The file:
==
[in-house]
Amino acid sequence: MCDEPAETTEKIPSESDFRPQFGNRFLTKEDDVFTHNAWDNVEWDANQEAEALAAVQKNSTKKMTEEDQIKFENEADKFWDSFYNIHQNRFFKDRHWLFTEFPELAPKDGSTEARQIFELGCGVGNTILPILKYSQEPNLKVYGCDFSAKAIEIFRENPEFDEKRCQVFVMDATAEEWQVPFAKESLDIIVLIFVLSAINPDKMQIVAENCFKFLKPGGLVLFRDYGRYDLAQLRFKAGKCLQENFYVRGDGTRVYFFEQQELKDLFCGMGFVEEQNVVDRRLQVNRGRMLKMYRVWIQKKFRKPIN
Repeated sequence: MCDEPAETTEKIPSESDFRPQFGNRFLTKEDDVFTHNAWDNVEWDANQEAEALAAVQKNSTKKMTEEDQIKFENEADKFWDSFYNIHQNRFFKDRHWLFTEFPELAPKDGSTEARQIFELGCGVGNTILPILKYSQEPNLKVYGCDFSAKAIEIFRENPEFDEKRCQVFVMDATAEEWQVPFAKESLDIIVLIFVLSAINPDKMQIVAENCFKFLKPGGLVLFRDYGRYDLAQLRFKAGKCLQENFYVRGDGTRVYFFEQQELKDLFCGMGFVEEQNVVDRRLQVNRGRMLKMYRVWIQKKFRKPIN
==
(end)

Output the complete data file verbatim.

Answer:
[in-house]
Amino acid sequence: MCDEPAETTEKIPSESDFRPQFGNRFLTKEDDVFTHNAWDNVEWDANQEAEALAAVQKNSTKKMTEEDQIKFENEADKFWDSFYNIHQNRFFKDRHWLFTEFPELAPKDGSTEARQIFELGCGVGNTILPILKYSQEPNLKVYGCDFSAKAIEIFRENPEFDEKRCQVFVMDATAEEWQVPFAKESLDIIVLIFVLSAINPDKMQIVAENCFKFLKPGGLVLFRDYGRYDLAQLRFKAGKCLQENFYVRGDGTRVYFFEQQELKDLFCGMGFVEEQNVVDRRLQVNRGRMLKMYRVWIQKKFRKPIN
Repeated sequence: MCDEPAETTEKIPSESDFRPQFGNRFLTKEDDVFTHNAWDNVEWDANQEAEALAAVQKNSTKKMTEEDQIKFENEADKFWDSFYNIHQNRFFKDRHWLFTEFPELAPKDGSTEARQIFELGCGVGNTILPILKYSQEPNLKVYGCDFSAKAIEIFRENPEFDEKRCQVFVMDATAEEWQVPFAKESLDIIVLIFVLSAINPDKMQIVAENCFKFLKPGGLVLFRDYGRYDLAQLRFKAGKCLQENFYVRGDGTRVYFFEQQELKDLFCGMGFVEEQNVVDRRLQVNRGRMLKMYRVWIQKKFRKPIN